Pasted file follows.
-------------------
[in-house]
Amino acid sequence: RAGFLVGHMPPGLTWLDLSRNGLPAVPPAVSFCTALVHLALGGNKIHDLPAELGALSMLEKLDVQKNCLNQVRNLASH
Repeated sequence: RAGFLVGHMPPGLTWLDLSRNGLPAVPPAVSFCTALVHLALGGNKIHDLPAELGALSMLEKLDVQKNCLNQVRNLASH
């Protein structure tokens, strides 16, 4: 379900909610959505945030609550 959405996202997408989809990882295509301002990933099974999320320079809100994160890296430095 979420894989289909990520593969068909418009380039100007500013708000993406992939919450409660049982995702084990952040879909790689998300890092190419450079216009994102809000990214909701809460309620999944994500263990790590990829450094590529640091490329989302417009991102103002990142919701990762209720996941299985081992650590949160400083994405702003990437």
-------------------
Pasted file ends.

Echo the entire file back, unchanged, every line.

[in-house]
Amino acid sequence: RAGFLVGHMPPGLTWLDLSRNGLPAVPPAVSFCTALVHLALGGNKIHDLPAELGALSMLEKLDVQKNCLNQVRNLASH
Repeated sequence: RAGFLVGHMPPGLTWLDLSRNGLPAVPPAVSFCTALVHLALGGNKIHDLPAELGALSMLEKLDVQKNCLNQVRNLASH
């Protein structure tokens, strides 16, 4: 379900909610959505945030609550 959405996202997408989809990882295509301002990933099974999320320079809100994160890296430095 979420894989289909990520593969068909418009380039100007500013708000993406992939919450409660049982995702084990952040879909790689998300890092190419450079216009994102809000990214909701809460309620999944994500263990790590990829450094590529640091490329989302417009991102103002990142919701990762209720996941299985081992650590949160400083994405702003990437």